Can I make a career out of this?

Yes and no.

You will often hear “career politician” used as an insult in Guernsey. But the truth is that Guernsey needs experienced politicians. Politics isn’t just about knowing what outcomes might be good for our Island – it’s about knowing how to deliver those outcomes. You need a unique set of professional skills to be effective as a States Member. You can’t get that training anywhere else; you can only really learn by experience.

We also need organisational memory – for want of a better expression – to be effective as a government. We need to know what has been tried in the past, what worked (and what didn’t), and why.

If there are too many Deputies saying “we tried that in the past and it didn’t work”, the States will be paralysed with inaction. But if there aren’t any Deputies who can say “we tried that in the past and it didn’t work – so here’s what we need to try differently this time”, then we’ll be like lemmings in a nightmare, throwing ourselves off the same cliff again and again.

Where would you go to get the ‘story’ of Guernsey politics over the last twenty or thirty years? You don’t really get that depth of political knowledge from the media or think tanks over here, as you might in a bigger jurisdiction. You don’t get it from party organisations, because they don’t really exist. You might be able to find it in the civil service, if you know where to look. Or you might find it by asking those who’ve lived it – experienced politicians (and, sometimes, campaigners).

Guernsey’s States can’t be ‘born new’ every four years. It needs experience to make progress. There is no shame in wanting to be part of that.

But at the same time, a political career is a hugely unpredictable one. You are up for re-election every four years. There are no guarantees that you will succeed. You can be highly respected and valued by your States’ colleagues, but barely known outside the Assembly.

Long service is not a bad thing of itself – it really depends on the attitude you bring to work, and the reasons why you are choosing to stay – but it is never guaranteed. You need to be prepared for that unpredictability, so that you have a back-up plan for life outside politics, in the event you can’t stay around for as long as you might have hoped.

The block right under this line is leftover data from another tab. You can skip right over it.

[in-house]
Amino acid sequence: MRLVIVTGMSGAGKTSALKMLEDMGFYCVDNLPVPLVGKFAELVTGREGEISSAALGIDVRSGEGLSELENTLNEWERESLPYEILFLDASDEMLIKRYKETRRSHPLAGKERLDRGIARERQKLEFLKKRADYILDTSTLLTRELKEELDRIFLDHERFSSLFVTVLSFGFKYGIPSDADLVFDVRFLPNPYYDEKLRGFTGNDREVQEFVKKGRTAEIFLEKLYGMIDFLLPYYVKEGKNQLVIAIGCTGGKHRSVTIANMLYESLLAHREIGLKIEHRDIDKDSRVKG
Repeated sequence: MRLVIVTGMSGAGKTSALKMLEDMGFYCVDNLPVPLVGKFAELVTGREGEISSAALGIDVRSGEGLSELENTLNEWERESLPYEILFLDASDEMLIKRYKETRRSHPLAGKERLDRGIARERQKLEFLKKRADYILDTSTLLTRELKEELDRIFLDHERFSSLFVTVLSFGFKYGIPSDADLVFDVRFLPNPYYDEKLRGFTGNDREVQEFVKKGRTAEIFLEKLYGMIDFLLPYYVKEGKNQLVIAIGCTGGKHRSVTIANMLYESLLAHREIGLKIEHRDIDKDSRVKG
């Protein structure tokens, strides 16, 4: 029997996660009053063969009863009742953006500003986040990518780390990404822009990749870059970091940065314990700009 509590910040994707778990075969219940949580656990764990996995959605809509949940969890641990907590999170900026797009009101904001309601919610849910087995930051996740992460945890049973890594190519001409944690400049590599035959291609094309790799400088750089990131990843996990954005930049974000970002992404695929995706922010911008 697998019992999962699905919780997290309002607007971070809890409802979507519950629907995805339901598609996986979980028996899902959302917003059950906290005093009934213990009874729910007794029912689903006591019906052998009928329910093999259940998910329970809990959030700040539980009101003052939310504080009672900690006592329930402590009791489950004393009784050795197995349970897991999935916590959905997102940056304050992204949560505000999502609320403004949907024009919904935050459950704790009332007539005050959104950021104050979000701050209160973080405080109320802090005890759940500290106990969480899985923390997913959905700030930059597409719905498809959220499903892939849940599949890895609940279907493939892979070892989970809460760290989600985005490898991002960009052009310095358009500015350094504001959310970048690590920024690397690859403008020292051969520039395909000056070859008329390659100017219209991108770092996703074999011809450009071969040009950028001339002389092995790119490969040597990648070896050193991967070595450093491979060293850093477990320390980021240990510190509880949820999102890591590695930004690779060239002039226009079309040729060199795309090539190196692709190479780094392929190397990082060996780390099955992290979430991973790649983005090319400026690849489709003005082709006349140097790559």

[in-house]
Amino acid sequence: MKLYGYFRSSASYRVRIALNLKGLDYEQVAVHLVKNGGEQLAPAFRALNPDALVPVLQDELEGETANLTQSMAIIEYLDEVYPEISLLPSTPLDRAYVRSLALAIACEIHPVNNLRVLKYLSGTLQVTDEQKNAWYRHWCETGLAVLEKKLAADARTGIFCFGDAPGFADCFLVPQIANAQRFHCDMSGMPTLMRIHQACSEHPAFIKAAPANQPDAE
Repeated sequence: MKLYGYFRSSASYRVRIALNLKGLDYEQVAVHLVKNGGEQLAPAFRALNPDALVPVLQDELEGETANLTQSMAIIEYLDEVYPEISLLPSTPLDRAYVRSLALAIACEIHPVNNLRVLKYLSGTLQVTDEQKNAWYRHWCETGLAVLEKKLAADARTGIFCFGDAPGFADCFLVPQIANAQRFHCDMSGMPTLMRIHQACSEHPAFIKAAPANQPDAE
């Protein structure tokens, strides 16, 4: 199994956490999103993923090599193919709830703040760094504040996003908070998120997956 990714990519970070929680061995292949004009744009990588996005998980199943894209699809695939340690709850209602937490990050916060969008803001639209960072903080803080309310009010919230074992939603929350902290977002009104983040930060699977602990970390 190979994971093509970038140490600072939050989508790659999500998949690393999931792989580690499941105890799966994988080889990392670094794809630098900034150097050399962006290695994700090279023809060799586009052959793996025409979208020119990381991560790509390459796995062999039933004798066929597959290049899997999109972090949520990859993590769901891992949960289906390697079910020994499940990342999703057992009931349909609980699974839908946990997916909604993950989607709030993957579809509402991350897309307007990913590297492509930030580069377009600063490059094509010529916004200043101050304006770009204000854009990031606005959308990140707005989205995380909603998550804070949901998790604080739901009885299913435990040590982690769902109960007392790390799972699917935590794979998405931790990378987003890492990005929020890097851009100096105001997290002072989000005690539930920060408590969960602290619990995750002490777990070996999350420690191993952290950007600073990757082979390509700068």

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Will I be employable afterwards?

I hope so. I can’t say “yes” from personal experience, because I haven’t got there yet, and I don’t know what will happen when I do.

Maybe talk to some former politicians about their experiences. There are all sorts of factors that might make a difference to how easily you move on to the next stage in your career – whether your retirement from the States was planned (which means you might have had longer to look for another job), or whether you stood but were not re-elected; whether you had continued with some part-time employment throughout the term, and so on.

If you can afford to do so, it is wise to try and save – even just a little – every month, so that you create a bit of a buffer fund for yourself and your family, in case the transition from politics into other work takes a little longer than you’d hoped.  

I’m sure we have all made a few enemies in this job. It shows up our weaknesses like nothing else, because it forces us to make so many decisions on things outside our usual comfort zone, within an endless public spotlight. That doesn’t look flattering on anyone – whether they are the most experienced and expert people within their field, or whether they are just starting out.

But if you gain enemies, you also gain admirers. Don’t forget that. There are people who will have watched your work during your time in the States, who will recognise you as a real asset to the community and will be excited to work with you.

And finally, when the time comes to look for new work, don’t under-sell what you have learnt and done during your time in the States. You will just have spent four years (or more) doing challenging work, managing absurd deadlines, gaining new skills and making connections you’ve never had before. If you can offer all that to a workplace, you’re going to be an asset. Good luck.

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